You will need to administer multiple medications to your dog — one called trilostane, the other known as mitotane. Though you and your veterinarian will sit down and discuss how your dog needs to take these medications, it’s your responsibility to give them to your pet.
You need to understand that this is likely medication your dog will need to take for the rest of its life.
You’ll also need to closely monitor how your dog responds to these medications. Though more serious side effects are rare, they are by no means unheard of. As such, you’ll likely need to bring your dog back to the vet in the weeks following the initial doses.
Your vet will run some blood tests to ensure that your dog is responding safely and well to the medications. You may need to make some adjustments to the dosage. As with humans, much of this process is based on trial and error.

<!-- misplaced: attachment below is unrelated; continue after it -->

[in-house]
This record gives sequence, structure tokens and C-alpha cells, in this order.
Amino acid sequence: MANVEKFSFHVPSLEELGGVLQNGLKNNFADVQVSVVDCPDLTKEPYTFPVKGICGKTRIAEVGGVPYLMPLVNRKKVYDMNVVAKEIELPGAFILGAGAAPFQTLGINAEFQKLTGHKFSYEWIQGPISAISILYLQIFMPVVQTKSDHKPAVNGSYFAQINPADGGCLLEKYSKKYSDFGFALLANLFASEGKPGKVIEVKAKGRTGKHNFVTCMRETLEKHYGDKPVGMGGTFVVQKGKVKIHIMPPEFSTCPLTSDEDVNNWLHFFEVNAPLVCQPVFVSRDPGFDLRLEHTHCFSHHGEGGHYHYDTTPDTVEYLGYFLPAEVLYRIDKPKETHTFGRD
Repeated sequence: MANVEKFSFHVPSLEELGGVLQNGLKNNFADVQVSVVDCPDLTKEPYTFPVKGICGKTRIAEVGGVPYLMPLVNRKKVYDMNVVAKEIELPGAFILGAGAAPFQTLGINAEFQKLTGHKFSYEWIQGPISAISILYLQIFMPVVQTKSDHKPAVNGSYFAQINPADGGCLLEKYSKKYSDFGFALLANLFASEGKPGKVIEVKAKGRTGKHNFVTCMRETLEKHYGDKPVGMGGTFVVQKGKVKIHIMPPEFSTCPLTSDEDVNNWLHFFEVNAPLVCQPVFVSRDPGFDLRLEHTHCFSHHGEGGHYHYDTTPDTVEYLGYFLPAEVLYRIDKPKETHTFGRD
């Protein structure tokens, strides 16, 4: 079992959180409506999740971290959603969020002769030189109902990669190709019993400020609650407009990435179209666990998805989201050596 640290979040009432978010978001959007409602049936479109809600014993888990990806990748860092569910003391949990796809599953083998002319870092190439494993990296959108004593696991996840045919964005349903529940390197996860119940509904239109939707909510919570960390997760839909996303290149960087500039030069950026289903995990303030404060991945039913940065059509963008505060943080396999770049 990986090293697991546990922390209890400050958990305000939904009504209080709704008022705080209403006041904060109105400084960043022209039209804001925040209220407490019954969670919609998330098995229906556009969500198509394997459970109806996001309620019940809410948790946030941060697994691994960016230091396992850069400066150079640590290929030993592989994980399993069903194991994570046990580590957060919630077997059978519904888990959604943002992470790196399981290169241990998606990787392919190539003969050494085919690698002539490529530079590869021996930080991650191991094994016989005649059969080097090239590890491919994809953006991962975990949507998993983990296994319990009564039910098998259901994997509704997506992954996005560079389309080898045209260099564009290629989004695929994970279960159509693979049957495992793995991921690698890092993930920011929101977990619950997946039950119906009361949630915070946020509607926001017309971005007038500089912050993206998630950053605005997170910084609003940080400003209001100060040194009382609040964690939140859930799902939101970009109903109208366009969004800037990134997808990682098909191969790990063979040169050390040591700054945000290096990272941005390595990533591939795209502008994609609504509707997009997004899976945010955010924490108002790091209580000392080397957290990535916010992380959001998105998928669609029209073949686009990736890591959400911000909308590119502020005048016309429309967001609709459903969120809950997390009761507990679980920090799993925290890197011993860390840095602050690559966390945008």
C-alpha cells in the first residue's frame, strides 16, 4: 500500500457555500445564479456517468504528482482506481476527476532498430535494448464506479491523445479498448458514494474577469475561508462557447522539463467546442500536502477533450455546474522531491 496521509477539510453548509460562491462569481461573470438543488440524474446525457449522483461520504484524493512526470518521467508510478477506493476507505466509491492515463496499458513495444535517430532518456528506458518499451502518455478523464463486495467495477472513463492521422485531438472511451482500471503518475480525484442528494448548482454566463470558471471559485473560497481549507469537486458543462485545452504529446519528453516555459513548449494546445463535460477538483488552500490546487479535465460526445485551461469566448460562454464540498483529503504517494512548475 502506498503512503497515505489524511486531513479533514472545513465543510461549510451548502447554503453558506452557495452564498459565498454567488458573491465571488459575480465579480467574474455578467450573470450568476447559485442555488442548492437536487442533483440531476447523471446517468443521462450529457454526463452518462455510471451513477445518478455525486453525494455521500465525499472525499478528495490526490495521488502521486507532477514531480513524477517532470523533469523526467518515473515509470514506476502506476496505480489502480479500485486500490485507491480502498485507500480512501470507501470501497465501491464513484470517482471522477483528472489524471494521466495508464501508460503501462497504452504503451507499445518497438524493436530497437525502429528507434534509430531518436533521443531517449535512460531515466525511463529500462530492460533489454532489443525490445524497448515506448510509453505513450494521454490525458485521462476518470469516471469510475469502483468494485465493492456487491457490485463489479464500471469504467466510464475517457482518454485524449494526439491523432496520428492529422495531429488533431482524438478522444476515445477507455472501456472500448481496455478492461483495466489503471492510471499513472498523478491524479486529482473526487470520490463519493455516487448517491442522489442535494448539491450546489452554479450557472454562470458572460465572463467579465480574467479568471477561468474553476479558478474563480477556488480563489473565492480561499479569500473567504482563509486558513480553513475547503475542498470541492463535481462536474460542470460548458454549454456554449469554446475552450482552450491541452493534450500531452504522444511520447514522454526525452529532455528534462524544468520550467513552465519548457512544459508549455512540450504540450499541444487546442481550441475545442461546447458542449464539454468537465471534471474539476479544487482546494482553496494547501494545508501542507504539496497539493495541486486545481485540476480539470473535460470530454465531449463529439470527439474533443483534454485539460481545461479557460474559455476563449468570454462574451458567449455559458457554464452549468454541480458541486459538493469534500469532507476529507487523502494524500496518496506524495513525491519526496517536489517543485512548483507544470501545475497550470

This treatment plan involves a difficult sort of catch-22. It’s possible that the only reason you gave your dog steroids in the first place was to help it to fight against another disease.
So, while you’ll need to immediately stop giving your dog steroids in order to halt the progression of Cushing’s disease in dogs, this means that the initial disease is indeed highly likely to come back.
For best results, your vet may recommend that you slowly wean your pet off of the steroids. While you may be tempted to let your dog quit “cold turkey,” doing this is incredibly dangerous.